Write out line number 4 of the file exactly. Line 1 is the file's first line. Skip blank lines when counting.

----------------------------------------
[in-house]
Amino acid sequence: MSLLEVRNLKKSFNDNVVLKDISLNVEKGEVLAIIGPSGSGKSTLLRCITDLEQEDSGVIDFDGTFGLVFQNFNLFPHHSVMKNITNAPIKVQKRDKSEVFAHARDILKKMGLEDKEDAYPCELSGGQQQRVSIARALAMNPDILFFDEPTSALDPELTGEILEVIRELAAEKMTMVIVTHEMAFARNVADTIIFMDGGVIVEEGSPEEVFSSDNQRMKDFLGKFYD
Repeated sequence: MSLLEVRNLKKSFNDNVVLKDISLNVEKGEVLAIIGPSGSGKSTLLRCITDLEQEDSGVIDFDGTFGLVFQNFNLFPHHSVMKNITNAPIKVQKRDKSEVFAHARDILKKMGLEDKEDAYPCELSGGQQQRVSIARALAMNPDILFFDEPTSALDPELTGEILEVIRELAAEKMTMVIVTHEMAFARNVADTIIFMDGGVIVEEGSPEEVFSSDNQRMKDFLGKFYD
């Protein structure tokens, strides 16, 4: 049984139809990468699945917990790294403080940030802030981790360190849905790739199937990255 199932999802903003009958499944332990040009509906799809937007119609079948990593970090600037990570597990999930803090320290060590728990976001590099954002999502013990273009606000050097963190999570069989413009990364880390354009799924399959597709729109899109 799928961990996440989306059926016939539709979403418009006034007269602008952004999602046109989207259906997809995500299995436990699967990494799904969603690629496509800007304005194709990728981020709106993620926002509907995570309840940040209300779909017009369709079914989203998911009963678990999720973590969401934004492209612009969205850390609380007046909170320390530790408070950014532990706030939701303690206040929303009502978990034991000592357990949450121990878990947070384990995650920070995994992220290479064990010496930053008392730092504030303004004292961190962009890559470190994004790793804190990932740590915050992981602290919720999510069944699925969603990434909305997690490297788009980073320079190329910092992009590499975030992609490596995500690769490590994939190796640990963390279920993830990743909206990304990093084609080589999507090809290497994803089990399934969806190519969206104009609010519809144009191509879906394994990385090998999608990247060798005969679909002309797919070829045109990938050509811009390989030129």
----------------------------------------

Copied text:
């Protein structure tokens, strides 16, 4: 049984139809990468699945917990790294403080940030802030981790360190849905790739199937990255 199932999802903003009958499944332990040009509906799809937007119609079948990593970090600037990570597990999930803090320290060590728990976001590099954002999502013990273009606000050097963190999570069989413009990364880390354009799924399959597709729109899109 799928961990996440989306059926016939539709979403418009006034007269602008952004999602046109989207259906997809995500299995436990699967990494799904969603690629496509800007304005194709990728981020709106993620926002509907995570309840940040209300779909017009369709079914989203998911009963678990999720973590969401934004492209612009969205850390609380007046909170320390530790408070950014532990706030939701303690206040929303009502978990034991000592357990949450121990878990947070384990995650920070995994992220290479064990010496930053008392730092504030303004004292961190962009890559470190994004790793804190990932740590915050992981602290919720999510069944699925969603990434909305997690490297788009980073320079190329910092992009590499975030992609490596995500690769490590994939190796640990963390279920993830990743909206990304990093084609080589999507090809290497994803089990399934969806190519969206104009609010519809144009191509879906394994990385090998999608990247060798005969679909002309797919070829045109990938050509811009390989030129």